Getting happily beaten

A friend made a valid point the other day. It seems obvious now, but consider this: When you fish a stillwater, there is a very good chance that for at least a portion of the day, you will stand there, or sit there in your float tube, and think about work, or some domestic trouble. Now think back to the last day you spent on a river or stream.  You scrambled up banks and slid down into the water, and waded over uneven rocks, and slipped and slithered , and hiked, and focused and cast and watched the dry fly

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Coffee and quotes

On running out of flies on the river: “I had to go home and be in time for supper, an astonishing mishap, breaking all precedents”.  From “Rod and Line” by Arthur Ransome…. 1929 (This little book is a delight!  It is poetic in its delivery, modern, adventurous, and upbeat in its content, and not the stuffy armchair stuff that you might expect to be hearing from a Brit between the wars.)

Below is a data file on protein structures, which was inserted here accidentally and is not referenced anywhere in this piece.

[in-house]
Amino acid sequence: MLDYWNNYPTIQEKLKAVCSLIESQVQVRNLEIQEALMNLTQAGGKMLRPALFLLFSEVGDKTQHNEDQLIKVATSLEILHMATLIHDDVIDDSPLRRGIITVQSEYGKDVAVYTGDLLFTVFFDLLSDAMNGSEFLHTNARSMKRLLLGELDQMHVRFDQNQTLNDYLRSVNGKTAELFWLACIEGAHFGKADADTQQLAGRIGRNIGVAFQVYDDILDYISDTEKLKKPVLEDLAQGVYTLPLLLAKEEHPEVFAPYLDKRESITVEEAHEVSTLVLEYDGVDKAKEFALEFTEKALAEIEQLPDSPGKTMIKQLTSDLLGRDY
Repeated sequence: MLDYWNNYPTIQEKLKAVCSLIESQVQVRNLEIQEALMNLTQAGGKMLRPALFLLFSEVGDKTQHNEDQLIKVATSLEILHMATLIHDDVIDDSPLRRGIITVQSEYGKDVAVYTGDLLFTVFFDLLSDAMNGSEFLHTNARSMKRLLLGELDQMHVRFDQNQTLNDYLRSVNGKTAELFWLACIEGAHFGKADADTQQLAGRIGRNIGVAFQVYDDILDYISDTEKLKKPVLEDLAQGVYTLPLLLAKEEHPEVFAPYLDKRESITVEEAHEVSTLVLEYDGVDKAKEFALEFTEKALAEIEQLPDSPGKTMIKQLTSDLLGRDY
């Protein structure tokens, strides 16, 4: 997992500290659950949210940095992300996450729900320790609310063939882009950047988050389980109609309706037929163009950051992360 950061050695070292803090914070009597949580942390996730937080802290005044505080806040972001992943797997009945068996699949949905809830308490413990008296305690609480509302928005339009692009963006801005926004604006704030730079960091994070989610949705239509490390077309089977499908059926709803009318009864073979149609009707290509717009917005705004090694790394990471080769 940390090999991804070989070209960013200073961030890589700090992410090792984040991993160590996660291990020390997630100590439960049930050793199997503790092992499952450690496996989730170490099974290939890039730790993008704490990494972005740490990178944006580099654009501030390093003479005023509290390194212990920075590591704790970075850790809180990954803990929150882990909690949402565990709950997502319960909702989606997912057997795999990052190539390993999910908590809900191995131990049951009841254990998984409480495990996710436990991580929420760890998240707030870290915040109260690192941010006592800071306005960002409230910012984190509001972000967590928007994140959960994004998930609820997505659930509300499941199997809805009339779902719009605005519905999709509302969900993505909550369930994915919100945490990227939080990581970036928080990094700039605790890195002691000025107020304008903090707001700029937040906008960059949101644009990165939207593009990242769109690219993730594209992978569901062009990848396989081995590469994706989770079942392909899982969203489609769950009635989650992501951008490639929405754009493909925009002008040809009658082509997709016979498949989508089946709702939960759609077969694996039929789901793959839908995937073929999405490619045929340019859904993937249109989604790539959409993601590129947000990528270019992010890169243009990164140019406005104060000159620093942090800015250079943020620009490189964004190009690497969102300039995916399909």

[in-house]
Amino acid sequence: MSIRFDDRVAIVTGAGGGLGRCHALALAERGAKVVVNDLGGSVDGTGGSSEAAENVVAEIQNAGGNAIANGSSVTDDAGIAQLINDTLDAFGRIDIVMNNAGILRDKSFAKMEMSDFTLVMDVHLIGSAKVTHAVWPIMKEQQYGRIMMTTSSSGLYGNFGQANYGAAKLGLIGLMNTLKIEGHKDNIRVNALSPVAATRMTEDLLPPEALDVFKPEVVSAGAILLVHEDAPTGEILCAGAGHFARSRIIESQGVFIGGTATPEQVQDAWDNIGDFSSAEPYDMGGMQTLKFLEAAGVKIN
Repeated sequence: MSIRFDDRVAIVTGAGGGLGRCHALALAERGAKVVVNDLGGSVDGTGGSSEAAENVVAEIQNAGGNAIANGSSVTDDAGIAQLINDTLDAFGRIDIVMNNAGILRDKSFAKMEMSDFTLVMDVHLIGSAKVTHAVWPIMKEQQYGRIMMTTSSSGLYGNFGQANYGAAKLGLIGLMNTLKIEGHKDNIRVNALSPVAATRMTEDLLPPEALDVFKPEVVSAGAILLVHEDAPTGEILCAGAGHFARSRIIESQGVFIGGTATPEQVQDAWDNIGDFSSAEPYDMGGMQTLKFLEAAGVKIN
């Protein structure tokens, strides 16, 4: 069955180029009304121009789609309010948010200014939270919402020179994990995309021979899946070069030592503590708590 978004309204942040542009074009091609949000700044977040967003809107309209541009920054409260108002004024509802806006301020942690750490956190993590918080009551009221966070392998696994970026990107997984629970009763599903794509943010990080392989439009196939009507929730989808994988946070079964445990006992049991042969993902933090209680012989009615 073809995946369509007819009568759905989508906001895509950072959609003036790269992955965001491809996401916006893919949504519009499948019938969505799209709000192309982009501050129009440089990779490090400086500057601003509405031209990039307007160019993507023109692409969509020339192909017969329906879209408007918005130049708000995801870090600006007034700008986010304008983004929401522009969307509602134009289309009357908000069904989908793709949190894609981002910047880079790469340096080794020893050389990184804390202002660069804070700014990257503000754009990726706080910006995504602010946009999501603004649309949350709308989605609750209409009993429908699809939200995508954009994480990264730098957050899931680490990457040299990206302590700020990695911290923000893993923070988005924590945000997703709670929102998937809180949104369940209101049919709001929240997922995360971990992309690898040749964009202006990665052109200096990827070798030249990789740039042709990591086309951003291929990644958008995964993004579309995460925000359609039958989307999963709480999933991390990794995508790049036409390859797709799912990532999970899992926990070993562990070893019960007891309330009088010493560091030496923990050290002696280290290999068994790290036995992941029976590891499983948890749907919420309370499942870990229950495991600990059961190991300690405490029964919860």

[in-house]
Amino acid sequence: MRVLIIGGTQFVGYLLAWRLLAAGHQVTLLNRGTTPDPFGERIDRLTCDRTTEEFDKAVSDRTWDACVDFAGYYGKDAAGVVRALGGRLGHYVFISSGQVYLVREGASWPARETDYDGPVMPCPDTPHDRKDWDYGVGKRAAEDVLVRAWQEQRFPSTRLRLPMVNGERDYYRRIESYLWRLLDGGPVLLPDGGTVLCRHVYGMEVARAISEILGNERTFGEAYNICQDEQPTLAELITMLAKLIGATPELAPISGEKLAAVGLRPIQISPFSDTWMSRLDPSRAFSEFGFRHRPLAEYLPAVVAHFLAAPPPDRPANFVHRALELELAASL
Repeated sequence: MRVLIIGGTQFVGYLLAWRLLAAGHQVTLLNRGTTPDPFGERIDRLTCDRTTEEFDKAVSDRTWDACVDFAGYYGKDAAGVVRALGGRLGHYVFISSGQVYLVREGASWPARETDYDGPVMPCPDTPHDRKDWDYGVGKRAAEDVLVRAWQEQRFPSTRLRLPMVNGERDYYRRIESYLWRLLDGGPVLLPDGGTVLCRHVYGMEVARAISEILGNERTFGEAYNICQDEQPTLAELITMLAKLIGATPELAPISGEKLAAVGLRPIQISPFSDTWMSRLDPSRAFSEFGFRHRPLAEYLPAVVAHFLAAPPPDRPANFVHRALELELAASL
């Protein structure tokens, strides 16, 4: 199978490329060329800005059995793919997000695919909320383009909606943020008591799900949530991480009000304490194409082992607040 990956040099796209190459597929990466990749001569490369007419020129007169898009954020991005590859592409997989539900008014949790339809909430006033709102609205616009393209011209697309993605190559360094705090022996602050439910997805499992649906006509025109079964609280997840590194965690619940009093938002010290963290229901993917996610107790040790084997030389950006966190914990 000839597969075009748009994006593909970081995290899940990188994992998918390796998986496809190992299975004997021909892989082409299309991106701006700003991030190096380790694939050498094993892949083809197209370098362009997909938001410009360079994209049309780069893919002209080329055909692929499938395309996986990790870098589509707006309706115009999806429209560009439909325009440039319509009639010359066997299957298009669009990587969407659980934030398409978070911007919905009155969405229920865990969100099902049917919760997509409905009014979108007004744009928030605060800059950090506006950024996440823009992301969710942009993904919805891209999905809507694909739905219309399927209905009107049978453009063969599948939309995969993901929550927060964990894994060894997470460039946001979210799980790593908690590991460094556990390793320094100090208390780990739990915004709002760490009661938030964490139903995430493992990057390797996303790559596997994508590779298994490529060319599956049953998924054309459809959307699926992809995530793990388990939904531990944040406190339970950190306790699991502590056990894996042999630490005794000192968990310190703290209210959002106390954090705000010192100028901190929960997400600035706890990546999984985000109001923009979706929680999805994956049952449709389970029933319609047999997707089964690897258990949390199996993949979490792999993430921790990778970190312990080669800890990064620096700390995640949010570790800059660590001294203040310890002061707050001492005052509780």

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Lessons from the landscape: the 1600m contour

Here in the KZN midlands, altitude is accepted as a defining criteria for Trout water. It has long been held that trout will survive above 1200meters above sea level, and there is very little fishable water above 1800metres.   So within that band of 1800m down to 1200m, there are a few critical bands, and I would argue that one of them is the 1600m band.  I say that because every listed trout stream in these parts rises above 1600m. So here is where that contour runs along the front of the Drakensberg: Interesting isn’t it! For me what makes it

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